Nebraska leads Track-2 research team on agricultural resilience

October 9, 2019

Track-2 FEC engages Nebraska, Montana researchers in generating tools for proactive agricultural resilience

University of Nebraska–Lincoln ecologist Dirac Twidwell is the principal investigator for National Science Foundation-funded research titled “Resilience Informatics for the Convergence of Critical Capacities to Address Regional-scale Environmental Change.” The grant is through NSF’s Established Program to Stimulate Competitive Research (EPSCoR), and is a “Track-2 Focused EPSCoR Collaboration (FEC)” from August 2019 through July 2023. The project’s nearly $4 million in funding will be shared with collaborators at the University of Montana.

Increasingly fueled by global environmental change, ecosystem shifts – from grassland to a cedar woodland or from fertile farmland to desert in a Dust Bowl-like scenario, for example – can cause community consequences ranging from reduced food and water security, to heightened wildfire risks, and more.

Twidwell’s team will develop and implement first-of-their-kind screening tools that enable earlier, more precise detection of subtle changes that foreshadow destabilizing ecological transitions. They’ll also use cutting-edge, big data-based social science methods to identify groups most likely to adopt the tools.

The tools enable the researchers to identify changing landscape patterns that portend ecological disruption in enough time for land managers to make adjustments that will stop or mitigate the damage. The team aims for use of the tools to help flip agricultural resilience from a reactive discipline – where a problem is diagnosed, then treated – to a proactive one that curbs a problem before symptoms emerge.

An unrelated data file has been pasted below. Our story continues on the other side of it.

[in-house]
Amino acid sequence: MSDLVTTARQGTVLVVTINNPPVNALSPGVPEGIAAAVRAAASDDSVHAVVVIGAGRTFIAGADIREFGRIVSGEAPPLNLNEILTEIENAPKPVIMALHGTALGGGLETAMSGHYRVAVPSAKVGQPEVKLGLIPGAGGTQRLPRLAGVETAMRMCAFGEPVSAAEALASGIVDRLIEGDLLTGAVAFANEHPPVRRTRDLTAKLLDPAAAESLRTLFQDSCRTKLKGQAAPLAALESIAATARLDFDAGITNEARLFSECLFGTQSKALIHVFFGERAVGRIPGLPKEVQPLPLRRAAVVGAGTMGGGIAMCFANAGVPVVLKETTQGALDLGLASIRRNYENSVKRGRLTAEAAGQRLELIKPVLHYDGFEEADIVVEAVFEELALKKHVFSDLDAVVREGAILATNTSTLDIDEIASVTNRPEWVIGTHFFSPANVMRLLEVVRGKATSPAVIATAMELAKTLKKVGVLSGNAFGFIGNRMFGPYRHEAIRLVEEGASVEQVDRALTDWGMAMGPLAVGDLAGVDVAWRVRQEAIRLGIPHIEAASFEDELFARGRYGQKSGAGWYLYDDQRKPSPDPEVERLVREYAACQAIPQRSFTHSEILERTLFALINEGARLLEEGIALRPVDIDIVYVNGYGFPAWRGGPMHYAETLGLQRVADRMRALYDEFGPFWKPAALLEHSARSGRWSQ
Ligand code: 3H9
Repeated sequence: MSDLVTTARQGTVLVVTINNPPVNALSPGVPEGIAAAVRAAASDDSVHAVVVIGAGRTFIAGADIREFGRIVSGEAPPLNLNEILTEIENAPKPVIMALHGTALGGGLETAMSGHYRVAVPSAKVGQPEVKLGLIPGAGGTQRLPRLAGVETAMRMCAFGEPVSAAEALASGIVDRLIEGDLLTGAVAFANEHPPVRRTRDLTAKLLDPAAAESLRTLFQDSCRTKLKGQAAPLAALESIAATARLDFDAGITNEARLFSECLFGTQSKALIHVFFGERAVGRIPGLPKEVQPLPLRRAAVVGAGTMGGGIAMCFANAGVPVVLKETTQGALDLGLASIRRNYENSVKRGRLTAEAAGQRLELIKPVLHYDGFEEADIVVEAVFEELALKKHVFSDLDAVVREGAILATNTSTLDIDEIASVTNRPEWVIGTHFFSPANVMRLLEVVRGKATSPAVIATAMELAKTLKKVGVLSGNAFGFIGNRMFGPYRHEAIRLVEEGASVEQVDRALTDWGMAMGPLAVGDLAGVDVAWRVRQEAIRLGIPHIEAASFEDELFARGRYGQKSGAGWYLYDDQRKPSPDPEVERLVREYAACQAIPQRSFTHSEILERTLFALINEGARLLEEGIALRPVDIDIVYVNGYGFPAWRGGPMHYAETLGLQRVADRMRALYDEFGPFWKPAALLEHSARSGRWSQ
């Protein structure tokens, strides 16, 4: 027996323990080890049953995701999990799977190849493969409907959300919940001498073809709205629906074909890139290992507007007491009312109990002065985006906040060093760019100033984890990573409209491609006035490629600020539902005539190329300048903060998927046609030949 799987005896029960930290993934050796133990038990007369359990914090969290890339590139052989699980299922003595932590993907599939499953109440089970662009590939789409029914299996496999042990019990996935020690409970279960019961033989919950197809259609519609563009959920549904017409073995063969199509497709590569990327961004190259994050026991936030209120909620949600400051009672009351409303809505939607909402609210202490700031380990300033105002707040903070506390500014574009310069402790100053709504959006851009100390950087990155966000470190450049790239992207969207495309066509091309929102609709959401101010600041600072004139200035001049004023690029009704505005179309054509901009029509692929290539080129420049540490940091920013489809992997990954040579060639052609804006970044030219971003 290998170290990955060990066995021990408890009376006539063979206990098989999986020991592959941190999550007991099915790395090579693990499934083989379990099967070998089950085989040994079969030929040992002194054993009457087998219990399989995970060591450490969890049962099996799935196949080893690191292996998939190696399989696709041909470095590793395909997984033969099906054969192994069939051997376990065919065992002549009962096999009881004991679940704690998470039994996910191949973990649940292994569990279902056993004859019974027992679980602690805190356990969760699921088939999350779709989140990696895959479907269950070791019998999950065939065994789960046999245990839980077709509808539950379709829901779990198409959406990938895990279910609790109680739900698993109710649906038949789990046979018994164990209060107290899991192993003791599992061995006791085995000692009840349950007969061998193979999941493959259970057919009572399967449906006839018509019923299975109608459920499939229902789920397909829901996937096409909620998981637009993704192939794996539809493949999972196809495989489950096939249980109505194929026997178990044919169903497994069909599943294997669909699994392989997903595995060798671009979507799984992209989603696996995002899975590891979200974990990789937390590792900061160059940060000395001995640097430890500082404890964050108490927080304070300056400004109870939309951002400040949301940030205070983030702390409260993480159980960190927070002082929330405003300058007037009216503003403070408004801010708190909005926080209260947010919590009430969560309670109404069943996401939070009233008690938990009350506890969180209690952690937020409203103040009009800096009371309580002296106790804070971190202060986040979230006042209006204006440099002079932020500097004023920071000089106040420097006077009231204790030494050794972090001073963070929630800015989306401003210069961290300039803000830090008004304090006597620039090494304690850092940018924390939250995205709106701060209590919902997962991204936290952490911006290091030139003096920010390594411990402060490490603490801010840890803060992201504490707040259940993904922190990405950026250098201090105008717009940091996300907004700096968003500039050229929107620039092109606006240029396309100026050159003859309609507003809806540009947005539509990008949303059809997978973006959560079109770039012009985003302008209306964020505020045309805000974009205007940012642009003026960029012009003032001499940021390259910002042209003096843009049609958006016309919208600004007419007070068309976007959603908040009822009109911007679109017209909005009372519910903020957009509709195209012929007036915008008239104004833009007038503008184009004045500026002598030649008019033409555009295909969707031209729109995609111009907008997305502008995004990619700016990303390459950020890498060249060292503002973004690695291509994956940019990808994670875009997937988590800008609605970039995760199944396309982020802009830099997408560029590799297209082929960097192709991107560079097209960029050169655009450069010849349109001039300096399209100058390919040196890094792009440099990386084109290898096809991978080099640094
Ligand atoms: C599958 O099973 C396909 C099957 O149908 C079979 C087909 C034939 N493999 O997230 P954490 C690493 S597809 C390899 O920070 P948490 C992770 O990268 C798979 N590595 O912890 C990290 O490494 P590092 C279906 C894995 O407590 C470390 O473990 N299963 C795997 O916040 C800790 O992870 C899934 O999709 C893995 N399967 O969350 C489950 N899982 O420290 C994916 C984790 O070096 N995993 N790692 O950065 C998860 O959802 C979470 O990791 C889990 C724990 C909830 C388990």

“The approach is meant to mimic the philosophy of medicine, so we can start to nail down, as early as possible, where we see problematic changes that we know carry a host of severe consequences to ecosystem services (similar to) people’s well-being,” said Twidwell, associate professor with UNL Agronomy and Horticulture.

He terms the intended beneficial outcome “agricultural resilience.” In 2017, the same Nebraska team earned a $3 million grant from NSF to launch a resilience-focused graduate training program focused on the Platte River Basin. Earlier this year, Twidwell was part of a multi-institutional team that received a $10 million grant from the U.S. Department of Agriculture’s Agriculture and Food Research Initiative to foster a 20% increase in rangeland production.

Nebraska has also been forming the Center for Resilience in Agricultural Working Landscapes, or CRAWL, aimed at helping decision-makers use resilience theory to boost agricultural production and meet the increasing global demand for food, feed and fuel.

Twidwell’s Nebraska team includes Craig Allen, director of CRAWL and the Nebraska Cooperative Fish and Wildlife Research Unit; Simanti Banerjee, associate professor with UNL Agricultural Economics; and Daniel Uden, postdoctoral research associate with UNL Agronomy and Horticulture.

The project also includes training the next generation of leaders in agricultural resilience, providing support for a diverse group of postdoctoral scholars and graduate students at Nebraska and Montana, as well as creating a resilience-focused faculty position at Nebraska.

Edited from UNL Office of Research and Economic Development info